BioShock Infinite is special for many reasons, but its success can be distilled down to two factors: its captivating story and the playful mix of firearms and superpowers in combat. In theory, the two worked in unison; the citizens of Columbia drew you in with open arms, only to turn against you in a flash. In that instant, you went from new kid on the block to public enemy number one, fighting for survival at every turn.
In reality, not all players and critics felt the balance of narrative and combat was copacetic. Ars Technica editor Peter Bright deftly summarized the relationship between BioShock Infinite's gameplay and story telling in his op-ed, The Failure of BioShock Infinite: Writing Games Like Movies, "The technology and gameplay are not the raison d'être of BioShock Infinite. They're simply an enabling backdrop, providing the tools to create characters and a narrative."
When lead level designer Forrest Dowling began brainstorming ideas for BioShock Infinite downloadable content, it didn't take long for him to come up with what we now know as Clash in the Clouds, a horde mode with four original maps and unlockable extras. The question is: when a game is primarily heralded for its narrative, is more gunplay what fans want? Time will tell, but Dowling is confident that, despite the narrative-vs.-combat debate, Clash in the Clouds has an audience.
We recently sat down with Dowling to discuss his history at Irrational Games, BioShock Infinite's development, and what it has been like to not only conceive and create Clash in the Clouds, but to have a hand in the reimagining of Rapture for the upcoming Burial at Sea DLC.
How did you get involved with Irrational Games?
Dowling: Right place at the right time. I was working at a place down in New York. They got in touch with me because they were looking for designers, and it kind of just worked out.
Whose idea was it to create combat-focused DLC?
Dowling: That was me. So basically, we finished BioShock Infinite, and I was one of the last content people off the boat. I was like, "All right, now we have to start working on DLC. What are we going to do for it?" I just fired up the editor and tried doing this combat thing to see how it worked. So I built a prototype over the course of a week, then I shopped it around the studio to see what people thought, and I got the green light to do it. Ken played it and had fun with it. People saw the potential, so I was able to put together a little team and build it.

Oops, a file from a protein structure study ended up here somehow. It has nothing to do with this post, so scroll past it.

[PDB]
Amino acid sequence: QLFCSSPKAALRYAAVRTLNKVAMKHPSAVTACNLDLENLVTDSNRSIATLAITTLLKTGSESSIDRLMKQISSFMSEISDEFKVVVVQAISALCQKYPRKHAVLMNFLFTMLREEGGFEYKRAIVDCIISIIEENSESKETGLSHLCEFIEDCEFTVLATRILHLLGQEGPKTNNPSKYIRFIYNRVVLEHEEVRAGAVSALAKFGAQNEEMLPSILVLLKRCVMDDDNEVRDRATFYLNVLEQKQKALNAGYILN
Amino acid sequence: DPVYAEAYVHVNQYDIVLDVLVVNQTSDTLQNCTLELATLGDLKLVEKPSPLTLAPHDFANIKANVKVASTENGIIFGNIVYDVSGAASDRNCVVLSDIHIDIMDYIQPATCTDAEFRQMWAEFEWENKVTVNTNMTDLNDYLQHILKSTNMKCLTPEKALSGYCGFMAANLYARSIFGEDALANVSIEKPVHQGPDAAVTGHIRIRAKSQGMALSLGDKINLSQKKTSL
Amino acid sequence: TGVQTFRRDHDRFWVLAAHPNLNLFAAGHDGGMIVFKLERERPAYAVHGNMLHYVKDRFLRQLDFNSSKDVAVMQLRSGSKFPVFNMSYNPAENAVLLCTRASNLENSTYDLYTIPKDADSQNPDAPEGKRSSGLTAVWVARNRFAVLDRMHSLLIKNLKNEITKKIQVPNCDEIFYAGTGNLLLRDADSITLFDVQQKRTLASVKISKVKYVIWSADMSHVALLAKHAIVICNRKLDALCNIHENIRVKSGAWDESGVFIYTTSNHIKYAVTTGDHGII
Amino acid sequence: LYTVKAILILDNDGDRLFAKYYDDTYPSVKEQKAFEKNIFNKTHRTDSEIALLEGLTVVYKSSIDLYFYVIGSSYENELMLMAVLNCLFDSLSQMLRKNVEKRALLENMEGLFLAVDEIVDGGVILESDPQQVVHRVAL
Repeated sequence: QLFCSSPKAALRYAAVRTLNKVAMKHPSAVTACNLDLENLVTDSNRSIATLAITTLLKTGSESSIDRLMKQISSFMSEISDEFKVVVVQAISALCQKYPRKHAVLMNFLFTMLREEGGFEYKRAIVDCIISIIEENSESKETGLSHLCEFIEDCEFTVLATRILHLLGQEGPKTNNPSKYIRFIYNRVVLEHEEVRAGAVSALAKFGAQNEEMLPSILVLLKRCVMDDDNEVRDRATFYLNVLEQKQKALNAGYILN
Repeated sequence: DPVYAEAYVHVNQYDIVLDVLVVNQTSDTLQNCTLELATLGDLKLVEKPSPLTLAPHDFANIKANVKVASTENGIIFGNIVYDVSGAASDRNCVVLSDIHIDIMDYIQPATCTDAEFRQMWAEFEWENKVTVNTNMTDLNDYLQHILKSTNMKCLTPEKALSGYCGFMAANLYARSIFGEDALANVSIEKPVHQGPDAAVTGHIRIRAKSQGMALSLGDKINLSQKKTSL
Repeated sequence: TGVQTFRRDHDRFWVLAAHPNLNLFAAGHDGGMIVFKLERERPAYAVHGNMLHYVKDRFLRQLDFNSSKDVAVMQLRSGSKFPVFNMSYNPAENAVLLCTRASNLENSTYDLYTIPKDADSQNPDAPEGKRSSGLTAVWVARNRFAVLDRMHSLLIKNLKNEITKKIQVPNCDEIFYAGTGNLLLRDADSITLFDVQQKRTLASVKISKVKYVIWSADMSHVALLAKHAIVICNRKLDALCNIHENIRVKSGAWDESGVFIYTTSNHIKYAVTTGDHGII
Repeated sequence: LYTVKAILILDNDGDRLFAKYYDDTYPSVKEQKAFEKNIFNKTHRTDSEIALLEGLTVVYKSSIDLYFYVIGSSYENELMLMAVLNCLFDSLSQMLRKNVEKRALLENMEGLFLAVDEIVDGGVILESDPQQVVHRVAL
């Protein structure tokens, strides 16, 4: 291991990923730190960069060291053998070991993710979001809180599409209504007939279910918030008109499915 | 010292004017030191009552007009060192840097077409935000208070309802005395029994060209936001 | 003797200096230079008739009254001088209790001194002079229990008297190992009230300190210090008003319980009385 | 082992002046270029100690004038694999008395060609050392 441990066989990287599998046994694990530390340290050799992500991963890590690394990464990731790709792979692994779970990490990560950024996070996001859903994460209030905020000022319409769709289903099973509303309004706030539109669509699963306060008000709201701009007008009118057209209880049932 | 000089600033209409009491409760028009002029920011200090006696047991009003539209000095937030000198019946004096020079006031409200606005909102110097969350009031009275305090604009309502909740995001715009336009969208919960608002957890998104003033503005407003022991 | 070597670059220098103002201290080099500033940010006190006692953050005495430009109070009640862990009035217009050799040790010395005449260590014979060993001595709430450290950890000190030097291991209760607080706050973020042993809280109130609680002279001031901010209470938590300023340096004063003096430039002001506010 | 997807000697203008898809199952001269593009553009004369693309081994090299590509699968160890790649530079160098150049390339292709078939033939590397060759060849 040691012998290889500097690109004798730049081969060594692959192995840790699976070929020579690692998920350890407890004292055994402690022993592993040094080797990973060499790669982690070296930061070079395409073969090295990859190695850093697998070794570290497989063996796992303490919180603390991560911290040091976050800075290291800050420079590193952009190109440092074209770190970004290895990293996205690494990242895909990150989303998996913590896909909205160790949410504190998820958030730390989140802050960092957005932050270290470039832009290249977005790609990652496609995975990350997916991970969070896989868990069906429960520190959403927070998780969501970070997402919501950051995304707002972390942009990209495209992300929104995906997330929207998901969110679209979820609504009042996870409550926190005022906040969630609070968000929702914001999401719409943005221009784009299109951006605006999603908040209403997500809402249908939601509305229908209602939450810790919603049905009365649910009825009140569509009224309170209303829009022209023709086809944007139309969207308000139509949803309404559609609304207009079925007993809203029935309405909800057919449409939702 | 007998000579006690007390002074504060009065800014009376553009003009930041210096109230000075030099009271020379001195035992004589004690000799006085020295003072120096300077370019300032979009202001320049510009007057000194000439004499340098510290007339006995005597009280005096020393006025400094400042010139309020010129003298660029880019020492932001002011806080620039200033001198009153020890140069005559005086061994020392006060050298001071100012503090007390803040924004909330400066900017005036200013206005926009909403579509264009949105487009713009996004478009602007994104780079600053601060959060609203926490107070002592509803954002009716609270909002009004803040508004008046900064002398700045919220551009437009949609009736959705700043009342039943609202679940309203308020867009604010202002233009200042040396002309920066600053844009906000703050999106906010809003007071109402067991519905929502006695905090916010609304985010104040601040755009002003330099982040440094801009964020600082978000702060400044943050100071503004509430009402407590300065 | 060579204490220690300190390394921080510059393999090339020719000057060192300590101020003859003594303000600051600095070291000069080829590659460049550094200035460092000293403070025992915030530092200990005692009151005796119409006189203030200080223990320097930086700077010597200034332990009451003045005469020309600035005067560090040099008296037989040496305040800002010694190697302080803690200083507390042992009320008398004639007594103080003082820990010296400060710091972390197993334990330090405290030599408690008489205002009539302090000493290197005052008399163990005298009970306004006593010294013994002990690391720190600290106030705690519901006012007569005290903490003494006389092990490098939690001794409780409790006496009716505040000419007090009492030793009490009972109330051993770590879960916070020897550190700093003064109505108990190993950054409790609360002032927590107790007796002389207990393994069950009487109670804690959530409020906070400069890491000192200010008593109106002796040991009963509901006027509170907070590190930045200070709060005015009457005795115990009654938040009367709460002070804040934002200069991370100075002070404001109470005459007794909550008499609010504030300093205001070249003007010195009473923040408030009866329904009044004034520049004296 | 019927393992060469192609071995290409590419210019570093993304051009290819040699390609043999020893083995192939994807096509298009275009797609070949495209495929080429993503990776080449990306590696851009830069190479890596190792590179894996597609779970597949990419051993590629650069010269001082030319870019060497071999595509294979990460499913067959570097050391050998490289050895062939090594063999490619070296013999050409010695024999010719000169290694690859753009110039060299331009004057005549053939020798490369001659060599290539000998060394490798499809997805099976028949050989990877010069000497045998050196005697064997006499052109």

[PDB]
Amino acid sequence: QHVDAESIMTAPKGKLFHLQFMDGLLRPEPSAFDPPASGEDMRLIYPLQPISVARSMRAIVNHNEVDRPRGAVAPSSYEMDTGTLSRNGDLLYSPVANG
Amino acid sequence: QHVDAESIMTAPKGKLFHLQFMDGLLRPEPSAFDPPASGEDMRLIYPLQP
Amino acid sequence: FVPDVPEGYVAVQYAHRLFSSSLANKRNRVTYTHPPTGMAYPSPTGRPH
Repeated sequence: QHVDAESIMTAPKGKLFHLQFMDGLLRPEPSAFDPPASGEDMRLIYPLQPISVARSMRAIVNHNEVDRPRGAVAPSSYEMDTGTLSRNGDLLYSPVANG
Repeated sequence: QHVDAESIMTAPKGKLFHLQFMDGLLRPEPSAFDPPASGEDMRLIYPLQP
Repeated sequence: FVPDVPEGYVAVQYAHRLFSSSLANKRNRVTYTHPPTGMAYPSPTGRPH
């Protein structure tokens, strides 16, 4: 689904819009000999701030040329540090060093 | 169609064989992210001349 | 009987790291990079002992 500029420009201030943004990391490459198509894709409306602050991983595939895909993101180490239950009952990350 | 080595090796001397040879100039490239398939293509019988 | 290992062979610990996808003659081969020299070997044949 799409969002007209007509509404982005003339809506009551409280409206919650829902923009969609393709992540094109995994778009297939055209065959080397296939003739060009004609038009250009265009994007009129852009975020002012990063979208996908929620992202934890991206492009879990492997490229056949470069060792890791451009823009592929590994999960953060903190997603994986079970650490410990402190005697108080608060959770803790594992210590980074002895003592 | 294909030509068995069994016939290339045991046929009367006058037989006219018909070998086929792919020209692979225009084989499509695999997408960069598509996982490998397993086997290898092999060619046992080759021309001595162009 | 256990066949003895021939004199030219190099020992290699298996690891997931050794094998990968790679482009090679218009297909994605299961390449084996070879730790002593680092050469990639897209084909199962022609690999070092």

You were responsible for the opening scene in Columbia, right?
Dowling: Yeah, I was the lead from when the rocket touches down in the cathedral through to when you reach Monument Island.
How has it been for you to switch to combat-focused design?
Dowling: Refreshing! I think that one of the reasons why a lot of people like the job of level designer is that you have so many different responsibilities at different times. That is definitely true at a place like Irrational, where sometimes it's the level designer's responsibility to properly tease a narrative over time, and sometimes it's just to make kick-ass combat. So much of the time I spent on BioShock Infinite was making sure voice-over lines trigger at the right time, or when a piece of freight passes over, it's just the best moment. Being able to step back and say "Now my job is to see if it's fun to fight three firemen and a handy man" is different, but also rewarding in a different way.
One of the greatest discussions around BioShock Infinite is the connection between combat and narrative. Was there ever a moment when someone at the studio felt apprehensive about focusing too much on combat? Is it a given, for a game that people want to see more of, that this is a natural way to do that?
Dowling: I wouldn't say it's given as a game, but BioShock is a game that people play for a couple different reasons. Some people are really interested in the story, some are really interested in the gameplay, and some are in between. As a gamer, I tend to be of that ilk. And you know, Clash in the Clouds, we knew it wasn't going to be for 100 percent of the people out there. It was going to be for people who are really into the gameplay experience, and that's what they wanted more of.